The Florida Department of Veterans Affairs briefed lawmakers Tuesday ahead of the 2022 Legislative Session, prompting one lawmaker to lambast the federal VA’s handling and treatment of veterans.
Led by Executive Director James Hartsell, the department links veterans with federal benefits, such as the GI Bill. They also help attract transitioning service members into Florida, among other missions.
The return on investment, Hartsell highlighted, is significant. Florida hosts the third-largest veteran population in the nation and many of those veterans, he said, infuse the state economy with upwards of $18.4 billion.
Speaking to the committee, Hartsell also noted the state agency’s accomplishments amid the pandemic. In FY 2020-21, the agency enrolled Florida veterans in new entitlements totaling $612,132,901. That figure amounts to a $42:$1 return on investment.
“Every federal dollar that FDVA B&A staff garners from advocacy on behalf of Florida’s veterans is a dollar added to Florida’s economy,” the agency noted in a document shared with lawmakers. “Every health care or educational dollar provided by the U.S. Department of Veterans Affairs potentially frees a state dollar that can be used to assist other citizens.”
The agency, Hartsell added, also opened two nursing homes within the same time frame: Ardie R. Copas in Port St. Lucie and Lake Baldwin in Orlando.
The agency, however, is facing challenges including staffing and census counts. Within the year, staff vacancies at nursing homes ballooned from 11 to 111.
“I’m trying to hire the same people that everybody else is trying to hire,” Hartsell said.
Though lawmakers applauded the state agency, at least one vocalized frustration with the federal VA. Democratic Sen. Victor Torres tore into the federal agency, lambasting reports of treatment and claims delays.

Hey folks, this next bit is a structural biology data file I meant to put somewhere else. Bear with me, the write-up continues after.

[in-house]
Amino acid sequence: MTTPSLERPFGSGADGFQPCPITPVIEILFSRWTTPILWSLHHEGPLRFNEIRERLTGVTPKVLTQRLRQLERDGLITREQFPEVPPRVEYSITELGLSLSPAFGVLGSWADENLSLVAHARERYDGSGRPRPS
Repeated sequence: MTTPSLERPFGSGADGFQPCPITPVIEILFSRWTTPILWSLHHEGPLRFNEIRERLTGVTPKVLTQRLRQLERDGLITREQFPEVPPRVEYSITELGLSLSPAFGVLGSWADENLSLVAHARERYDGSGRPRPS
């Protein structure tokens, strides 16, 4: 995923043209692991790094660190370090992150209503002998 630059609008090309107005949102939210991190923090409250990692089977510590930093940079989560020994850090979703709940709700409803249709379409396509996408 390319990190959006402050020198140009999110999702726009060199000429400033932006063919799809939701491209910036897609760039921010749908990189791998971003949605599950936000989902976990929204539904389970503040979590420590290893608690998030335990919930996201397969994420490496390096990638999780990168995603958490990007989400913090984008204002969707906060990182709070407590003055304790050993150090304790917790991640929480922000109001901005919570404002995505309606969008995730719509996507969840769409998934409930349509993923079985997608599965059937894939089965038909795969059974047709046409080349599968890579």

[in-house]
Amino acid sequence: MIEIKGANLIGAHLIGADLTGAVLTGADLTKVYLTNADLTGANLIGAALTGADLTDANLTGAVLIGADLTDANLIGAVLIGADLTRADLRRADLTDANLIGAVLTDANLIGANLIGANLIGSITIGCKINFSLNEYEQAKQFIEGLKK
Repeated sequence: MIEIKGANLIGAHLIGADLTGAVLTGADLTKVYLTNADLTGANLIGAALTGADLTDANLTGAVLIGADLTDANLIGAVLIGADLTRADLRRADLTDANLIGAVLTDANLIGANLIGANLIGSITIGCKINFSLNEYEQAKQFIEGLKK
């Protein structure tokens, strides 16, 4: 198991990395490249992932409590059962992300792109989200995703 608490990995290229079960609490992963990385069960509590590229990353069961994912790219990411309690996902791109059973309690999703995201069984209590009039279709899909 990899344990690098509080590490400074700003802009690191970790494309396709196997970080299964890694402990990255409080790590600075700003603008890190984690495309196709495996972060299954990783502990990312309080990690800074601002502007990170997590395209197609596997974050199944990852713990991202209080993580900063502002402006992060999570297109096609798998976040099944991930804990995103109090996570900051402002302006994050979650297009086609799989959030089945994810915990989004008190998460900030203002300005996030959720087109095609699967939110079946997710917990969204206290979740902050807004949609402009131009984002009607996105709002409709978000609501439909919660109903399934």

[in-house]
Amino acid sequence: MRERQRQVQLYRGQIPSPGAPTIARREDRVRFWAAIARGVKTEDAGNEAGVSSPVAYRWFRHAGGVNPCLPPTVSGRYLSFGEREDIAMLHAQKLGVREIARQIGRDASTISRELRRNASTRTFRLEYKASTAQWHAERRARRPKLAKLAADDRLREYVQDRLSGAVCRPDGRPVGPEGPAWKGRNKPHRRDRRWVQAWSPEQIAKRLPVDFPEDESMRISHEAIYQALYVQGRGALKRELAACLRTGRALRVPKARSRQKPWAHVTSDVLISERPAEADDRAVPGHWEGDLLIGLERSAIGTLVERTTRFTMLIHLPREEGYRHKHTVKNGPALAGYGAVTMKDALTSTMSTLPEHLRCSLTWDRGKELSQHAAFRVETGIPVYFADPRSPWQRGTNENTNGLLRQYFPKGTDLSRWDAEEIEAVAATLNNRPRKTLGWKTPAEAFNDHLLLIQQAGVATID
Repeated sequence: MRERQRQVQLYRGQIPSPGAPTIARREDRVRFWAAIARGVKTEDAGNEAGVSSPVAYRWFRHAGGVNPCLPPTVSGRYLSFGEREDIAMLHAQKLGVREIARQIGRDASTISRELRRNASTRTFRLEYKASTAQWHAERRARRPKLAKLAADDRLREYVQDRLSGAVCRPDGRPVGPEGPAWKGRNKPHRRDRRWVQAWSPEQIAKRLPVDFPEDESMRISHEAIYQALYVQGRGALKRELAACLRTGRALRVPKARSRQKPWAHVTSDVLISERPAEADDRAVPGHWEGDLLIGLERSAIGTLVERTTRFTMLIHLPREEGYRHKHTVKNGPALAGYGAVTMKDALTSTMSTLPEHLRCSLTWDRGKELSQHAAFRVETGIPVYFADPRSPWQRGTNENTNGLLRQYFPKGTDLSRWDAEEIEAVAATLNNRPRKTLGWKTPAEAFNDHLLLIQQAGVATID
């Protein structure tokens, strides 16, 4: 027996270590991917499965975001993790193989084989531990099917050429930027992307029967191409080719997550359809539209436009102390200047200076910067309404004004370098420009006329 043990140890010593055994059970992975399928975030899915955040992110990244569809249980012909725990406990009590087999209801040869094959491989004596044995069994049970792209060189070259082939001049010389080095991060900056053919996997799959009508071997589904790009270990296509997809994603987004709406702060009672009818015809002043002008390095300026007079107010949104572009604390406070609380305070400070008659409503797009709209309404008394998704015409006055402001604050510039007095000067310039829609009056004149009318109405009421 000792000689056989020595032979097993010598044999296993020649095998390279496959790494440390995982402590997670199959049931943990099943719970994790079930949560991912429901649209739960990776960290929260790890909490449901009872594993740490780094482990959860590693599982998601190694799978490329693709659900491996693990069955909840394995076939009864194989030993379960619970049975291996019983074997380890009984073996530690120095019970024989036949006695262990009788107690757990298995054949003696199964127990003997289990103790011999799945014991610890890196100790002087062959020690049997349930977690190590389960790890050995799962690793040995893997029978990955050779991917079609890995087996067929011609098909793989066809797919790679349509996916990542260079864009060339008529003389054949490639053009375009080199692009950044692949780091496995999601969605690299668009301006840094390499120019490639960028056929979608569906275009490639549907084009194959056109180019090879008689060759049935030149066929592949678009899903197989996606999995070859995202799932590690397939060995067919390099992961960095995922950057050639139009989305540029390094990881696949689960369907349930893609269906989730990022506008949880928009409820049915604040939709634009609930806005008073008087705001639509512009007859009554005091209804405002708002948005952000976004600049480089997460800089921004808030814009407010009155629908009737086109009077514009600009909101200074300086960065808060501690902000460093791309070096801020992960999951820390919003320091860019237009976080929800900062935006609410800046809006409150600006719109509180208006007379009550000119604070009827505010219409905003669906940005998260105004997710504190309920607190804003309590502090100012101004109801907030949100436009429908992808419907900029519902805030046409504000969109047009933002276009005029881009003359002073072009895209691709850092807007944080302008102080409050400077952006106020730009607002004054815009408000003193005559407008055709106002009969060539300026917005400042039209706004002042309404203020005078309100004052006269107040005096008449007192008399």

Torres, a vet himself, said a claim he filed two years ago is still unaddressed.
The Orlando-area lawmaker called COVID-19 delays and other excuses “B.S.”
“We need to straighten this out,” Torres remarked. “We should have the VA here today.”
FDVA is launching several programs to recruit more veterans who fall through the cracks. Among them is a plan to target Vietnam veterans and another to focus on women veterans.
The Vietnam program is coined Operation Roll Call.
“We’re not looking for the Vietnam veterans who go to the VA and get services,” said FDVA Deputy Executive Director Bob Asztalos. “What we’re looking for is the Vietnam veterans who are isolated, who still have bitter feelings about the war, who are now in their homes, aging out, and they need services, but it’s been so long they don’t know how to reach out.”
With the 2022 Legislative Session starting Jan. 11, FDVA highlighted five fiscal year priorities including trust fund recovery and staffing.
“My budget, like any other business in the State of Florida, like any other agency or department, was impacted, obviously, by COVID-19,” Hartsell said. “It hit us hard in our budget and our operations.”
Hartsell explained that FDVA nursing homes generate revenue, and the proceeds go into a trust fund that finances new nursing homes.
The pandemic, however, threw a wrench into the process, prompting the agency to use the money to cover lost funds. FDVA nursing homes dropped from 98% census to 62% census amid the pandemic.
“We were not making money on the income of those residents and the federal dollars that they benefit from,” Harsell said. “Therefore that money had to come out of the bank.”
Hartsell said nursing home occupancy is up to 67% and gradually increasing.